The Gift of Fallow Time
When I ministered with the Jesuits in Detroit in the 90’s, I made regular trips between Detroit and Cleveland where my family and religious congregation were. Whenever I did, I was always amazed at all the farmland I saw in northwestern Ohio. For miles and miles, on both sides of the turnpike, flat fields stretched as far as the eye could see. In summer these fields burgeoned with green crops, mostly corn and soybeans. But in the fall, after the harvest, these same fields were brown and bare, plowed up and lying fallow.
I love the word fallow. This rich and beautiful word conjures up images of land that is intentionally left unseeded, thus giving it time to rest and reclaim its nutrients. The fallow fields remind me that I need such times in my life, as well. Times when I rest from producing. Times when I reclaim my nutrients.
What constitutes fallow time? It varies from person to person. During my fallow time, I watch clouds float by, I finger the bark of an old oak tree, I note the forward progress of a woolly worm, I listen to the steady patter of the rain on my roof, I stroke a cat nestled on my lap, I watch the finches on my bird feeder, I mull over a line from scripture, I stroll through my neighborhood, I stir the tapioca on the stove, I slip into a warm bubble bath.
During my fallow time, I do very little. Instead, I be. Though it may look as if I’m wasting time, I’m actually hallowing time. Fallow time hushes the superficial, thus allowing the beneath to speak. It quiets my incessant reasoning, thus inviting a deeper intelligence to come forth. Some of my best writing has arisen from my fallow time. Some of my best praying too.
During fallow time I also remember. I remember my oneness with a God who is truly and deeply and madly in love
with me, with all of us. I remember my profound longing for this God, for Jesus, for the Spirit. I remember my connectedness with all who have ever lived, who are living now, and who will live in the future. I remember my oneness with planet earth, with her rivers and forests and pandas and stars.
Fallow time exalts me. It tells me I am more than what I do. It humbles me, joining me to the ageless rhythms and yearnings of the cosmos. Fallow time nudges me toward specific gospel action in my particular time and place.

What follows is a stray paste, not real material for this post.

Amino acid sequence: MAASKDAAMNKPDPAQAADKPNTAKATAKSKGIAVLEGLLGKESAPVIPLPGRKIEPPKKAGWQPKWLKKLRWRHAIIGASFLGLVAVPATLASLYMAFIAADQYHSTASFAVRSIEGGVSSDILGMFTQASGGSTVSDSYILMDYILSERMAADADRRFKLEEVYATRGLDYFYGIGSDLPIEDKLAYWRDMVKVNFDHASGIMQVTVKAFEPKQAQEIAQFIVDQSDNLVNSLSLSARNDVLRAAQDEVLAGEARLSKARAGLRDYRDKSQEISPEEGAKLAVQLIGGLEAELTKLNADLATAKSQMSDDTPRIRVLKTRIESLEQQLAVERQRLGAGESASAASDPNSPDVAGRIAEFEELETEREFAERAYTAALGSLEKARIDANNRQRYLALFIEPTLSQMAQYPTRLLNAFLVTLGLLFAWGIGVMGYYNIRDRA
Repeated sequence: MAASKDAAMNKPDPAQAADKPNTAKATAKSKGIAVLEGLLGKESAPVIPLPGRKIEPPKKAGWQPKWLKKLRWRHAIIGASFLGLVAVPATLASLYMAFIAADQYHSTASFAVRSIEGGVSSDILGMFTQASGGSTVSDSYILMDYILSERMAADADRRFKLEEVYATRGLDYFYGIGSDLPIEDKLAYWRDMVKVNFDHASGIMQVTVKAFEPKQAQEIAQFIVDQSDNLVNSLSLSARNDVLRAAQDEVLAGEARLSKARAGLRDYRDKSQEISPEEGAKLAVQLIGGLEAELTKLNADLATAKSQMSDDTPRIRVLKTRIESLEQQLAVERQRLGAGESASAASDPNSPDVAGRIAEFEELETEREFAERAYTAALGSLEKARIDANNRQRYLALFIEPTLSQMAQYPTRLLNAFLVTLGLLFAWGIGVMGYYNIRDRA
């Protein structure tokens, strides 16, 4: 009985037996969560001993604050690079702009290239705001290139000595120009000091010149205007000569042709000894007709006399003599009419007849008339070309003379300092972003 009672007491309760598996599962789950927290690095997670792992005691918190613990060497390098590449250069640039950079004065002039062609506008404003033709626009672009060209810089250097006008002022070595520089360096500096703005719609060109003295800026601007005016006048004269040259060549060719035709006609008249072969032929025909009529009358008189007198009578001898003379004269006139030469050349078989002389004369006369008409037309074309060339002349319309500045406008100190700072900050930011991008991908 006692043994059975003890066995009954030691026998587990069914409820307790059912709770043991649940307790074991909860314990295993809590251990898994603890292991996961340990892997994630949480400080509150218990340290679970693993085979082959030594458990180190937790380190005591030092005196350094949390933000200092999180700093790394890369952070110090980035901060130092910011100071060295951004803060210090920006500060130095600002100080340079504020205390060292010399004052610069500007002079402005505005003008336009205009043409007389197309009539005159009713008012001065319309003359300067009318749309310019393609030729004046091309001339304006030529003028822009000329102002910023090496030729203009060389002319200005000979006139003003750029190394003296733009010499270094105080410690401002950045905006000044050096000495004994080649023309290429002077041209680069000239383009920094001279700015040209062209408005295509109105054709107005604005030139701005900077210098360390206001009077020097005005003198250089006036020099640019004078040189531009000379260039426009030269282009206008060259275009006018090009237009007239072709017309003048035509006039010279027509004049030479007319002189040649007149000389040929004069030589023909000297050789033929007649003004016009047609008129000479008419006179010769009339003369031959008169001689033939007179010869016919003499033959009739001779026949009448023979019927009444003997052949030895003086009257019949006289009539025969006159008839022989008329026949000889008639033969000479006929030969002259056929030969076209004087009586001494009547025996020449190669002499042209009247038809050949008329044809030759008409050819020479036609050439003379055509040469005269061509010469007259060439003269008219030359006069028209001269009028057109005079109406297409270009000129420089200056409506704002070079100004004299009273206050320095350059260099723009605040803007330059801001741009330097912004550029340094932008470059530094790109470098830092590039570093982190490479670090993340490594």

Jesus loved fallow time. During his fallow time he pondered the miracles of everyday life: lilies bobbing, bread rising, wine fermenting, hens sheltering their chicks, and gangly camels squeezing through narrow gates. He pondered the mystery and goodness of the ordinary people he met: a Roman soldier filled with compassion for a servant, a leper returning to say “thank you,” a widow depositing two small coins—all she had to live on—into the temple treasury, a bleeding woman daring to believe in the power of a single touch. In the Garden of Gethsemane, shortly before his arrest, Jesus begged to be saved from the horrific death he was about to endure. But then he added, “Not my will, but yours be done.” That
was the voice of his fallow time.
This week we in the United States are celebrating Thanksgiving Day, a day often preceded by intense activity for many of us—especially if we’re hosting the Thanksgiving dinner. In the midst of our busyness, let us not forget our need for fallow time. This Thanksgiving, as we’re thanking God for all the blessings in our lives, let us not forget to thank God for the gift of fallow time.
The song today is “Be Still, My Soul” by Kari Jobe. The melody is “Finlandia,” the beautiful symphonic hymn written by the famous Finnish composer Jean Sibelius in 1889. May this song be a part of your fallow time today.
Do you find a need for fallow time in your life? If so, what constitutes fallow time for you?